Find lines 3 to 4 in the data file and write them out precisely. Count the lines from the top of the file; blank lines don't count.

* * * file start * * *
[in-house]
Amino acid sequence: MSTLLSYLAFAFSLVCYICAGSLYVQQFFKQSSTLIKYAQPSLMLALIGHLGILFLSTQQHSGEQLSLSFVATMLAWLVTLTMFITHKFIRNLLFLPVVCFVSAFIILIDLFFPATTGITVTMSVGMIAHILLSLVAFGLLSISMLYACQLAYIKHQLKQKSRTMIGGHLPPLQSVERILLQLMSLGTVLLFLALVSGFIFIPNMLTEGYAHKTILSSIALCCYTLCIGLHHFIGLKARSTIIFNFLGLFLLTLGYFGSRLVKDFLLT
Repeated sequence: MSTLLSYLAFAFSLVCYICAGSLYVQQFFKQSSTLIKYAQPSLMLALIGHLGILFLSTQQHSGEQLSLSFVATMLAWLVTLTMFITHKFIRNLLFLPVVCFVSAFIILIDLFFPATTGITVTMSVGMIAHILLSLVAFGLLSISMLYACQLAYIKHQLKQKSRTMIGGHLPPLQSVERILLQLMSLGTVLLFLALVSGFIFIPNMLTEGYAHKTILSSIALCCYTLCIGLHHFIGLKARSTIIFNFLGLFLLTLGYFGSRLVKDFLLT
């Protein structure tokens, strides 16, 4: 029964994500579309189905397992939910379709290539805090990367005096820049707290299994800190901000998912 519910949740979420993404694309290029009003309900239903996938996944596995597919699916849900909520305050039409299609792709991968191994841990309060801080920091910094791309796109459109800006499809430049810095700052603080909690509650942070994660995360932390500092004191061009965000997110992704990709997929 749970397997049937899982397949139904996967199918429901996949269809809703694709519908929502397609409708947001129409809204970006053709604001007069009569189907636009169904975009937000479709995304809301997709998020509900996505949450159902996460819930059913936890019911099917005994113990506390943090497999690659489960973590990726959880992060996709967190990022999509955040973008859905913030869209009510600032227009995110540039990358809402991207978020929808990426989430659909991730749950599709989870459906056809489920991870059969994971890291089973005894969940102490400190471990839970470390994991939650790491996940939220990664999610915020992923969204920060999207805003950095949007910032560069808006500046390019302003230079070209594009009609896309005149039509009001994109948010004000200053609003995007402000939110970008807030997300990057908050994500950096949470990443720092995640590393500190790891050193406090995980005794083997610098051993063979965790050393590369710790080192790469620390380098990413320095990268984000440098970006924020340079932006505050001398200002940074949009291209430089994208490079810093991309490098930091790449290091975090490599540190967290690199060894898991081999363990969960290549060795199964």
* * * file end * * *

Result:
Repeated sequence: MSTLLSYLAFAFSLVCYICAGSLYVQQFFKQSSTLIKYAQPSLMLALIGHLGILFLSTQQHSGEQLSLSFVATMLAWLVTLTMFITHKFIRNLLFLPVVCFVSAFIILIDLFFPATTGITVTMSVGMIAHILLSLVAFGLLSISMLYACQLAYIKHQLKQKSRTMIGGHLPPLQSVERILLQLMSLGTVLLFLALVSGFIFIPNMLTEGYAHKTILSSIALCCYTLCIGLHHFIGLKARSTIIFNFLGLFLLTLGYFGSRLVKDFLLT
């Protein structure tokens, strides 16, 4: 029964994500579309189905397992939910379709290539805090990367005096820049707290299994800190901000998912 519910949740979420993404694309290029009003309900239903996938996944596995597919699916849900909520305050039409299609792709991968191994841990309060801080920091910094791309796109459109800006499809430049810095700052603080909690509650942070994660995360932390500092004191061009965000997110992704990709997929 749970397997049937899982397949139904996967199918429901996949269809809703694709519908929502397609409708947001129409809204970006053709604001007069009569189907636009169904975009937000479709995304809301997709998020509900996505949450159902996460819930059913936890019911099917005994113990506390943090497999690659489960973590990726959880992060996709967190990022999509955040973008859905913030869209009510600032227009995110540039990358809402991207978020929808990426989430659909991730749950599709989870459906056809489920991870059969994971890291089973005894969940102490400190471990839970470390994991939650790491996940939220990664999610915020992923969204920060999207805003950095949007910032560069808006500046390019302003230079070209594009009609896309005149039509009001994109948010004000200053609003995007402000939110970008807030997300990057908050994500950096949470990443720092995640590393500190790891050193406090995980005794083997610098051993063979965790050393590369710790080192790469620390380098990413320095990268984000440098970006924020340079932006505050001398200002940074949009291209430089994208490079810093991309490098930091790449290091975090490599540190967290690199060894898991081999363990969960290549060795199964």